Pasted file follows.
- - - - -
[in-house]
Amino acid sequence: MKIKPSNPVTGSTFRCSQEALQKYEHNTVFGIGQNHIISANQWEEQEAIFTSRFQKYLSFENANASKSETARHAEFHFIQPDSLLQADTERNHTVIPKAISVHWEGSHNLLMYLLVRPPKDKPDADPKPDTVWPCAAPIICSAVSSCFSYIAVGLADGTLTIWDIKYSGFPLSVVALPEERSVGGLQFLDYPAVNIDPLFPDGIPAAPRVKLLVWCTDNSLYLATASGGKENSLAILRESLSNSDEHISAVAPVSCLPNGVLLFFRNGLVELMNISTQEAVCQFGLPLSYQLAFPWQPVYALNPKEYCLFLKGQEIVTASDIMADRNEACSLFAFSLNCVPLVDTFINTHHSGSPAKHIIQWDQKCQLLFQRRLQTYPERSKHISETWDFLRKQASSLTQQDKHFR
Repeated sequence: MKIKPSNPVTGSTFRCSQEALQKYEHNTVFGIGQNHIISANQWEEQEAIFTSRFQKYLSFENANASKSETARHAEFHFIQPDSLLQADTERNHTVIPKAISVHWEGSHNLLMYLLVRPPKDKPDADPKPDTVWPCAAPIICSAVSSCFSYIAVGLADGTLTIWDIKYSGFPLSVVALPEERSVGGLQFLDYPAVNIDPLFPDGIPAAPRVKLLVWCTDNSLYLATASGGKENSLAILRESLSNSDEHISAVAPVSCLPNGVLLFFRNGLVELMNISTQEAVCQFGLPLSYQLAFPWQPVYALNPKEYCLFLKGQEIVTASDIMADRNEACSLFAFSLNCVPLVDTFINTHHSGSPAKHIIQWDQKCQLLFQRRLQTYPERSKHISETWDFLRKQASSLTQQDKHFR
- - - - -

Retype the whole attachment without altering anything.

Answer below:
[in-house]
Amino acid sequence: MKIKPSNPVTGSTFRCSQEALQKYEHNTVFGIGQNHIISANQWEEQEAIFTSRFQKYLSFENANASKSETARHAEFHFIQPDSLLQADTERNHTVIPKAISVHWEGSHNLLMYLLVRPPKDKPDADPKPDTVWPCAAPIICSAVSSCFSYIAVGLADGTLTIWDIKYSGFPLSVVALPEERSVGGLQFLDYPAVNIDPLFPDGIPAAPRVKLLVWCTDNSLYLATASGGKENSLAILRESLSNSDEHISAVAPVSCLPNGVLLFFRNGLVELMNISTQEAVCQFGLPLSYQLAFPWQPVYALNPKEYCLFLKGQEIVTASDIMADRNEACSLFAFSLNCVPLVDTFINTHHSGSPAKHIIQWDQKCQLLFQRRLQTYPERSKHISETWDFLRKQASSLTQQDKHFR
Repeated sequence: MKIKPSNPVTGSTFRCSQEALQKYEHNTVFGIGQNHIISANQWEEQEAIFTSRFQKYLSFENANASKSETARHAEFHFIQPDSLLQADTERNHTVIPKAISVHWEGSHNLLMYLLVRPPKDKPDADPKPDTVWPCAAPIICSAVSSCFSYIAVGLADGTLTIWDIKYSGFPLSVVALPEERSVGGLQFLDYPAVNIDPLFPDGIPAAPRVKLLVWCTDNSLYLATASGGKENSLAILRESLSNSDEHISAVAPVSCLPNGVLLFFRNGLVELMNISTQEAVCQFGLPLSYQLAFPWQPVYALNPKEYCLFLKGQEIVTASDIMADRNEACSLFAFSLNCVPLVDTFINTHHSGSPAKHIIQWDQKCQLLFQRRLQTYPERSKHISETWDFLRKQASSLTQQDKHFR